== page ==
Farmed red deer (Cervus elaphus spp) are susceptible to infection by nematode parasites. A salivary antibody (IgA) that is naturally produced in response to exposure to a nematode parasite carbohydrate larval surface antigen (CarLA) can provide a protection against gastro-intestinal nematodes in sheep and rising-yearling farmed red deer. The concentrations of this CarLA-IgA were measured in saliva samples collected at 6 and 10 months of age, in 1531 rising-yearling progeny of 36 sires across three farms during a three-year progeny test. The CarLA-IgA concentrations differed across sires, farms and years, with 6-month levels being much lower than 10-month levels. Heritability estimates were low (h2=0.10) for 6 months, but moderate and significant (h2=0.37, P<0.05) for 10 months. These two traits were highly genetically correlated (rg=0.86) and moderately phenotypically correlated (rp=0.27). There were low (rp 0.08-0.13) but significant (P<0.05) favourable phenotypic correlations with spring and pre-slaughter live weight, and with growth rate from 3 to 10 months of age and 6 to 10 months of age. Sire variation and heritability of 10-month response indicates that it may have utility as a selection criterion for improved ability of farmed deer to cope with nematode challenge. Keywords: red deer; nematode parasite; carbohydrate larval antigen; immune; Cervus elaphus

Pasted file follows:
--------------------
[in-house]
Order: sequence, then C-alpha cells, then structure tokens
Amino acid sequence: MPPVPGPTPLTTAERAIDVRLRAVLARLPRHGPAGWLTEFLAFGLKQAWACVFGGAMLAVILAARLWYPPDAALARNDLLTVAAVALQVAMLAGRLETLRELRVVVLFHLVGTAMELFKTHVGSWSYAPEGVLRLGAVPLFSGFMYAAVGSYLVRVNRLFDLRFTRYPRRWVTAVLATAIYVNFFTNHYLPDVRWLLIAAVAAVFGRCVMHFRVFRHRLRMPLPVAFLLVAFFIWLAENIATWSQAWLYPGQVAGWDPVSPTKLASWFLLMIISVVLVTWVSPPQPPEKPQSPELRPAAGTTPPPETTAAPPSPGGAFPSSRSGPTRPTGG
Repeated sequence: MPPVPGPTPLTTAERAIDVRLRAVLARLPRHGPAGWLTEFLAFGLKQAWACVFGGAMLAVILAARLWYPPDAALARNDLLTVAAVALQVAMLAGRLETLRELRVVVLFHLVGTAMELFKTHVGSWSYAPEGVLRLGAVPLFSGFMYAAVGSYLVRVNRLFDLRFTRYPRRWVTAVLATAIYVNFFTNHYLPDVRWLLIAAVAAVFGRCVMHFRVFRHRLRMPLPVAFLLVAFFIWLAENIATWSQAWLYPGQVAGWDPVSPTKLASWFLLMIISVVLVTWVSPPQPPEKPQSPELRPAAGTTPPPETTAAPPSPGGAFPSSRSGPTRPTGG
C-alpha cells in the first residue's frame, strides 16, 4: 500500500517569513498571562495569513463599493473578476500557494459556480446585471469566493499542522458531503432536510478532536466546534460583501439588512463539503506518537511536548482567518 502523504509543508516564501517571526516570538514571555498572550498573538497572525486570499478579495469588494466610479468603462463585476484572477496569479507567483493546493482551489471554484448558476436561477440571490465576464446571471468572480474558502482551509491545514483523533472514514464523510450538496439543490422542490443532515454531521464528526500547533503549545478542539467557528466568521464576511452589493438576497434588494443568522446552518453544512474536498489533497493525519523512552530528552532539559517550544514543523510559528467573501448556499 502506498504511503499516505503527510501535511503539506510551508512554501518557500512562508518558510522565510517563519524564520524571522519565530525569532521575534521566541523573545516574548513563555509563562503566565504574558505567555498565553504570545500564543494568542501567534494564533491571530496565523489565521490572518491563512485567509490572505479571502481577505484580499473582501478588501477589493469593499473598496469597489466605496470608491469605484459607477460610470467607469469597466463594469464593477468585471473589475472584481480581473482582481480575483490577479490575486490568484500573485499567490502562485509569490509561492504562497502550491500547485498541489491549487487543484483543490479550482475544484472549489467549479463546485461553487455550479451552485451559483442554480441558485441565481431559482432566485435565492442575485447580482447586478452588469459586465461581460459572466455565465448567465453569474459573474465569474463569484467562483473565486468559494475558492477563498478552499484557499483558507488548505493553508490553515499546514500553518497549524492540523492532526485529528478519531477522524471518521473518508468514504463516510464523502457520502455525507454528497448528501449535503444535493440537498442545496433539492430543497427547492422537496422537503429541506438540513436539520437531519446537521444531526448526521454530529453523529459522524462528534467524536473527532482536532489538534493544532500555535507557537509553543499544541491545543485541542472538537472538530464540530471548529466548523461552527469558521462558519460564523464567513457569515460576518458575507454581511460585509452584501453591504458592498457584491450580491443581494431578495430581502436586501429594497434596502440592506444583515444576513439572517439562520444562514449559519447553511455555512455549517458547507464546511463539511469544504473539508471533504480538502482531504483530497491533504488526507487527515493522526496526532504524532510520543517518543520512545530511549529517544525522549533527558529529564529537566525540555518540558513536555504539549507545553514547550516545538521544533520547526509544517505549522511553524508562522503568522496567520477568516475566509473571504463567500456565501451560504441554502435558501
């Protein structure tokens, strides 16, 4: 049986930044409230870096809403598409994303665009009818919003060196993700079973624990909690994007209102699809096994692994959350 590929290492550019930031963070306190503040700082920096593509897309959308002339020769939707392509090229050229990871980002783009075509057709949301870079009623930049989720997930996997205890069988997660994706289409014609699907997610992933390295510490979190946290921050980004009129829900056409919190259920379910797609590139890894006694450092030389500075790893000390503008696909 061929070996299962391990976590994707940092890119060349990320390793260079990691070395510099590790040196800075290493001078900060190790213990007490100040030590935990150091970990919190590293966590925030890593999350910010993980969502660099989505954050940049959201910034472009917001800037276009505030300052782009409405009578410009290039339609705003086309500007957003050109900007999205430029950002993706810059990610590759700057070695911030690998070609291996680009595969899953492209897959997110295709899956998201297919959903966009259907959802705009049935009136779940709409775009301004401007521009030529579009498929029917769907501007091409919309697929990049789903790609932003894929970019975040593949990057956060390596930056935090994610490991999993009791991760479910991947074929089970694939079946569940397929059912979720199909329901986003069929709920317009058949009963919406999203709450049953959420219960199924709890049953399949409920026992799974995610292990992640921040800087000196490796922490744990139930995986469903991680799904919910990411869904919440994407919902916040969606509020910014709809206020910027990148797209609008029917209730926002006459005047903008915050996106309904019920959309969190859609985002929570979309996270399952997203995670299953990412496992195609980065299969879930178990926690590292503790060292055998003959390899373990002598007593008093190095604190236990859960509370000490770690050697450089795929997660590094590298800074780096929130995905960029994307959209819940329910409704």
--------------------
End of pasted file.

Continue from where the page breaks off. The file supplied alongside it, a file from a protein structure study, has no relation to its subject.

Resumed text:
Proceedings of the New Zealand Society of Animal Production, Volume 80, Online, 156-160, 2020
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